On a weekend I try to do my work while he is having a nap (not often) or my hubby takes him out for a bit on a Sunday so I can get work done.
    I think you have to put things into perspective - what is more important? And what are you going to look back on in years to come and regret not doing; the washing up or spending time with your child? It is really tough though.
    x
     
  3. I'd love to go part time ... or better still, stop teaching altogether while I have a young family. Unfortunately, money is important to pay the bills and all the other things we need money for. I do also love my job - I am very fortunate to work in a school that I love. It is a challenging environment at times (special school for children with ASD) but tonight I was really left thinking long and hard ... that is until I started my planning!!
    Perhaps I am looking for an answer that doesnt exist!
     
  4. sazzlebean

    sazzlebean New commenter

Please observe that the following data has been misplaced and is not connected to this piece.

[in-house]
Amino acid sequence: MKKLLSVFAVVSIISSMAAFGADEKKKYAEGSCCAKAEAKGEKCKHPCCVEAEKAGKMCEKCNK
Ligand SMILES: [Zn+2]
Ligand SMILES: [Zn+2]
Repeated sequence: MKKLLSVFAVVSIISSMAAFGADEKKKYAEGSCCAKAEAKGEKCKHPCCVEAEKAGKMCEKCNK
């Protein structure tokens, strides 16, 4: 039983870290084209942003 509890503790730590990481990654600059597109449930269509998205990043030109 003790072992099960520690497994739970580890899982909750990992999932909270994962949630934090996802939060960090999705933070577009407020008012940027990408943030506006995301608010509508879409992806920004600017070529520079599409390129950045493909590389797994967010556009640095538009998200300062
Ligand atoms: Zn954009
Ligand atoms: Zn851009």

This is the first time I have logged into the TES forum page since becoming a mother over 4 years ago (I used to be on here a lot before children!) and your post was the first I read and I feel compelled to answer. I teach part-time with children and I have exactly the same thoughts as you, you are not alone! Every night I go to bed telling myself I will be a better mother tomorrow and spend more time playing with the chn and not every spare minute checking for emails, messages etc from colleagues but every day I still do it. One of my own children starts school in Sept and I am so conscious that my time with her is slipping away, yet I will leave her to play on countless occasions whilst I slip away to do this and that. I get cross when they don't fall asleep on time as it disrupts my strict evening routine where every minute counts.To me part-time is so hard, physical time in school is less but mentally my mind is there all the time (including those precious moments) as I want to feel I am on top of what is going on, be involved in decision making etc and not be viewed as "just a part-timer". I think, in essence this is what I have to be able to accept and just let it go - teaching, for the moment is my job (and I do prioritise my class teaching to the detriment of all other 'responsibilities') but my children are my world.